I see. Was there a period of time in the thirties when Russell's abundances weren't adhered to?
Oh yes. Unsold did not originally accept them.
I didn't realize that.
Oh no. In a perfectly legitimate way Unsold arrived at a very low abundance of hydrogen, in fact, from the jump at the Balmer discontinuity. And it was Stromgren, in a paper in a Festschrift for his father E. Stromgren, but then it was summarized in a paper which I have, which I perhaps had better give you the title of.
"Tables of Model Stellar Atmospheres," B. Stromgren Copenhaget; J,1944. From the Danske Widertskebrues. But the paper is in English, strangely enough.
Yes, fortunately for me.
So this was a review paper, and this again is in a personally bound volume.
It's bound up with some papers of mine.
Yes, very interesting, well, I hope to be able to get that.
Ok, well now that is Unsold and Stromgren.
All right. We've already talked about Zanstra and Bowen.
Have you had direct contact with Bowen?
When I was at Mt. Wilson for a month or two, I just saw him. I think this was before he'd actually published his paper so I had no idea, or if any idea, the vaguest idea, of what he was doing. As I say, we now come to Shapley. And Shapley, as I say, is a most interesting case. He produced an incredible hypothesis, with almost no data at all.
Of the next three names it is at least debatable whether Shapley should not be included in the first rather than the second eleven. For on the basis of Bailey's discovery of Cepheid variables in seven (?) globular clusters, Shapley found their distances and assuming that all the known globular clusters. Some 100 in all were similar in size and structure, found their spatial distribution. On the startlingly bold hypothesis that the spatial distribution of these relatively rare clusters delineated the structure of our galaxy Shapley found its size, shape and the eccentric position of the solar system — a hypothesis fully and surprisingly confirmed by Oort's investigation of galactic rotation. The heliocentric galaxy of Herschel and statistical astronomy was thus ended and a new era in astronomy begun. In spite however of Shapley's brilliance and originality I do not think either at Mt. Wilson where this work was done or elsewhere that his later work, apart from Shapley-Ames Catalogue, was ever fully accepted. This was probably the consequence of Shapley's somewhat uncritical use of observations both by himself and others and of his failure, in spite of Russell's clear warning, to realize that absorption within our galaxy is not necessarily wholly selective.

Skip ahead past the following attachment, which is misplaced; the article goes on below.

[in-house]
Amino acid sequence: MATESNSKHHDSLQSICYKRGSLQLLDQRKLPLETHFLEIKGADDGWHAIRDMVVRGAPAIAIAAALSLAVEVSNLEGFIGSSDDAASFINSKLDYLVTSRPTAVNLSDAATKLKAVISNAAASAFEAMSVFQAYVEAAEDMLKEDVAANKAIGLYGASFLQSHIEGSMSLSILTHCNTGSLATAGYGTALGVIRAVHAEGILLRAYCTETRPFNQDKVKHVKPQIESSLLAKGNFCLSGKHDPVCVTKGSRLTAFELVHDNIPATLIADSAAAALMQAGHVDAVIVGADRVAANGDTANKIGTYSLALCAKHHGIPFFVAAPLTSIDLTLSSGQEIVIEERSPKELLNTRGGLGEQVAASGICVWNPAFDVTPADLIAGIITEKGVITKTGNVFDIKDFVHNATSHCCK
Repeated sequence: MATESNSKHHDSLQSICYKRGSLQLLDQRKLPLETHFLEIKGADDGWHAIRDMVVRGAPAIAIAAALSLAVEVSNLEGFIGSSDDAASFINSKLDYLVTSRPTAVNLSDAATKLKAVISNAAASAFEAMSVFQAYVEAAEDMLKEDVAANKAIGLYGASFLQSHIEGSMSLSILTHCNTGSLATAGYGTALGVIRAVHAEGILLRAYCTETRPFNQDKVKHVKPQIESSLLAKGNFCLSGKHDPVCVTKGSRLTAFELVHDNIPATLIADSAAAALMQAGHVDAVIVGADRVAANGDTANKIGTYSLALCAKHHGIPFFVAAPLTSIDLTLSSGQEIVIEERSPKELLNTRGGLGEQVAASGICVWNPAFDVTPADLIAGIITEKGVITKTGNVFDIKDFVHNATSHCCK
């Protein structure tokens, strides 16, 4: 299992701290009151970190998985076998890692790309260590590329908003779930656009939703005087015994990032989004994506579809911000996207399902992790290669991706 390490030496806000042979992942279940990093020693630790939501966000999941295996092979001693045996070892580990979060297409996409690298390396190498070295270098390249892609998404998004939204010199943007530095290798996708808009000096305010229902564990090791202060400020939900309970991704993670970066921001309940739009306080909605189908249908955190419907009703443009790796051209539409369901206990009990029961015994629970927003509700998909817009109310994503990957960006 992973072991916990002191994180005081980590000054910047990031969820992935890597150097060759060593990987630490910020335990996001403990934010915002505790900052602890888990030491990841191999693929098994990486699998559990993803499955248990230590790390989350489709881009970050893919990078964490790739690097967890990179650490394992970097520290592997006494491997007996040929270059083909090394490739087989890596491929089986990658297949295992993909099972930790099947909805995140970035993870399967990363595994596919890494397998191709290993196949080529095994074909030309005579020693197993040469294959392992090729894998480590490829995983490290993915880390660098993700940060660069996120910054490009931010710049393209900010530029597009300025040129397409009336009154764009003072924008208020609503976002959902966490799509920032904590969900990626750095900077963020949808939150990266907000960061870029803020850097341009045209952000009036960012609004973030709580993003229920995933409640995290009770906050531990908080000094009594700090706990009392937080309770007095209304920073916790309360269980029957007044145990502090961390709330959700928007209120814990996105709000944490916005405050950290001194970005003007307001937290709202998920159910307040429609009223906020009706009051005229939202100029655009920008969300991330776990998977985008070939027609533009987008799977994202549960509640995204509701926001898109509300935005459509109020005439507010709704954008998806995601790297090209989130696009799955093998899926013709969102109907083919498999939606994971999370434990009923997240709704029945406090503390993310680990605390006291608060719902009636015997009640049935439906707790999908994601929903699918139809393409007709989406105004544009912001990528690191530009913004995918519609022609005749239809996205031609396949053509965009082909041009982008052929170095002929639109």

Under the direction of E. C. Pickering Harvard College Observatory with its outstations was probably in the early years of this century the first observatory in America if not in the world. Pickering's stellar photometry, objective-prism spectroscopy and the initiation of the sky patrol were responsible for making it so. In the early 1920's when Shapley succeeded Pickering as director the staff consisted of S.I. Bailey, E.s. King and a number of women assistants including notably Miss A. C. Maury and Miss A. J. Cannon. To them Shapley added W.J. Luyten with his proper-motion program based on Harvard plates and Cecilia H. Payne, a graduate student of Eddington, who applied Fowler and Milne's line maxima to Harvard O. G. spectra to write a notable Monograph on Stellar Atmospheres. Shapley also invited for period of a year or more a number of visiting astronomers among who were Rosseland, Gerasimovic, Opik, ten Bruggencate, Bok and others. Harvard, that under Pickering, had been something of an absolute monarchy, or so I suspect, became under Shapley's guidance a band of enthusiastic workers.
Of Trumpler and Baade, Trumpler earns his place in the second eleven for his work on open clusters, the establishment of absorption within our galaxy that with Hubble's earlier investigation enabled Bok to show why statistical investigations had failed to discover the eccentric position of the Sun in the galactic system. Baade's discovery of supernovae, resolution of elliptical nebulae into stars and the recognition of two stellar populations puts him like Hubble in the class of consummate observers.
The last four in the second eleven earn their place because of the improved observational facilities for which they were responsible and for their application to basic astronomical problems. Among them easily the first is George Ellery Hale. Financed by his father Hale designed and built the Kenwood Observatory in Boston and there took the first steps towards the realization of the spectro-heliograph. Next appointed Associate Professor of Astrophysics in the University of Chicago he was primarily responsible for the founding of the Yerkes Observatory with its 40-inch refractor, the perfected spectro-heliograph and the early states in the figuring of a blank (purchased by Hale's father) by Ritchey for a 60-inch reflecting telescope. At Yerkes Hale built the horizontal Snow Telescope with its fixed high-v dispersion spectroscope that was later transferred to the Mt. Wilson Observatory of the Carnegie Institution. With this equipment Hale showed that the widened lines found by Young sunspot spectra were due to Zeeman splitting, the result of magnetic fields in these spots. Two solar-tower telescopes were built at Mt. Wilson. The 60-inch reflector completed and finance obtained by Hale for the 100-inch Hooker reflector. A nervous breakdown in 1910 compelled resignation of his directorship of the Mt. Wilson Observatory but did not wholly stop his solar investigations that were continued with the assistance of Dunham in a privately-built observatory in Pasadena.